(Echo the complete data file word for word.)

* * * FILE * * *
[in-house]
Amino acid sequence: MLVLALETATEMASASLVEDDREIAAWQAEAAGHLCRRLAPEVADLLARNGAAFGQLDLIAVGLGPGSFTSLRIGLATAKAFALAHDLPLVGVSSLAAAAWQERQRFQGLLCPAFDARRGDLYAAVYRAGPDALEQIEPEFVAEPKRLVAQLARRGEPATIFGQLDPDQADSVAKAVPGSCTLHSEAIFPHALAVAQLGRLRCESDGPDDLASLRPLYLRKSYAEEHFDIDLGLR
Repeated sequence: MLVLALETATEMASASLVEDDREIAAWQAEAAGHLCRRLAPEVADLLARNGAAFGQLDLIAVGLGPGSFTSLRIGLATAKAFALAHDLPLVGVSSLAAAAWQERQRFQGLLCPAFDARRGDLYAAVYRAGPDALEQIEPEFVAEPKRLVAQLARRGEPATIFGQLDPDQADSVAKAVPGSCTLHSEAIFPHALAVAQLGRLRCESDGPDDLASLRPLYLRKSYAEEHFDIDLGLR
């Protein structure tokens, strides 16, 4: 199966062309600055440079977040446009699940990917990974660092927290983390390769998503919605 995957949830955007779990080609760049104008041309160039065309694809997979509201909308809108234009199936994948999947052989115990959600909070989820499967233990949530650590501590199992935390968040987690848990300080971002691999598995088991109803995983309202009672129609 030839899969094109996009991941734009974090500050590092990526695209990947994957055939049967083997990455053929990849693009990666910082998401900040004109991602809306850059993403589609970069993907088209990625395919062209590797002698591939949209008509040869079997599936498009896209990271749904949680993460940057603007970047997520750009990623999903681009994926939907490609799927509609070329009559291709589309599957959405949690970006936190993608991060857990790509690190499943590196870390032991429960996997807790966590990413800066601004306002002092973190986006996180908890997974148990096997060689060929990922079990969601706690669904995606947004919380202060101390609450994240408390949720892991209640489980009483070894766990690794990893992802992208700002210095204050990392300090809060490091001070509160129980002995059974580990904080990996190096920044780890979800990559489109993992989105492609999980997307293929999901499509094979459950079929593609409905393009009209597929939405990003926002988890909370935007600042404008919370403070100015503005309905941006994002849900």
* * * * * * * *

[in-house]
Amino acid sequence: MLVLALETATEMASASLVEDDREIAAWQAEAAGHLCRRLAPEVADLLARNGAAFGQLDLIAVGLGPGSFTSLRIGLATAKAFALAHDLPLVGVSSLAAAAWQERQRFQGLLCPAFDARRGDLYAAVYRAGPDALEQIEPEFVAEPKRLVAQLARRGEPATIFGQLDPDQADSVAKAVPGSCTLHSEAIFPHALAVAQLGRLRCESDGPDDLASLRPLYLRKSYAEEHFDIDLGLR
Repeated sequence: MLVLALETATEMASASLVEDDREIAAWQAEAAGHLCRRLAPEVADLLARNGAAFGQLDLIAVGLGPGSFTSLRIGLATAKAFALAHDLPLVGVSSLAAAAWQERQRFQGLLCPAFDARRGDLYAAVYRAGPDALEQIEPEFVAEPKRLVAQLARRGEPATIFGQLDPDQADSVAKAVPGSCTLHSEAIFPHALAVAQLGRLRCESDGPDDLASLRPLYLRKSYAEEHFDIDLGLR
């Protein structure tokens, strides 16, 4: 199966062309600055440079977040446009699940990917990974660092927290983390390769998503919605 995957949830955007779990080609760049104008041309160039065309694809997979509201909308809108234009199936994948999947052989115990959600909070989820499967233990949530650590501590199992935390968040987690848990300080971002691999598995088991109803995983309202009672129609 030839899969094109996009991941734009974090500050590092990526695209990947994957055939049967083997990455053929990849693009990666910082998401900040004109991602809306850059993403589609970069993907088209990625395919062209590797002698591939949209008509040869079997599936498009896209990271749904949680993460940057603007970047997520750009990623999903681009994926939907490609799927509609070329009559291709589309599957959405949690970006936190993608991060857990790509690190499943590196870390032991429960996997807790966590990413800066601004306002002092973190986006996180908890997974148990096997060689060929990922079990969601706690669904995606947004919380202060101390609450994240408390949720892991209640489980009483070894766990690794990893992802992208700002210095204050990392300090809060490091001070509160129980002995059974580990904080990996190096920044780890979800990559489109993992989105492609999980997307293929999901499509094979459950079929593609409905393009009209597929939405990003926002988890909370935007600042404008919370403070100015503005309905941006994002849900």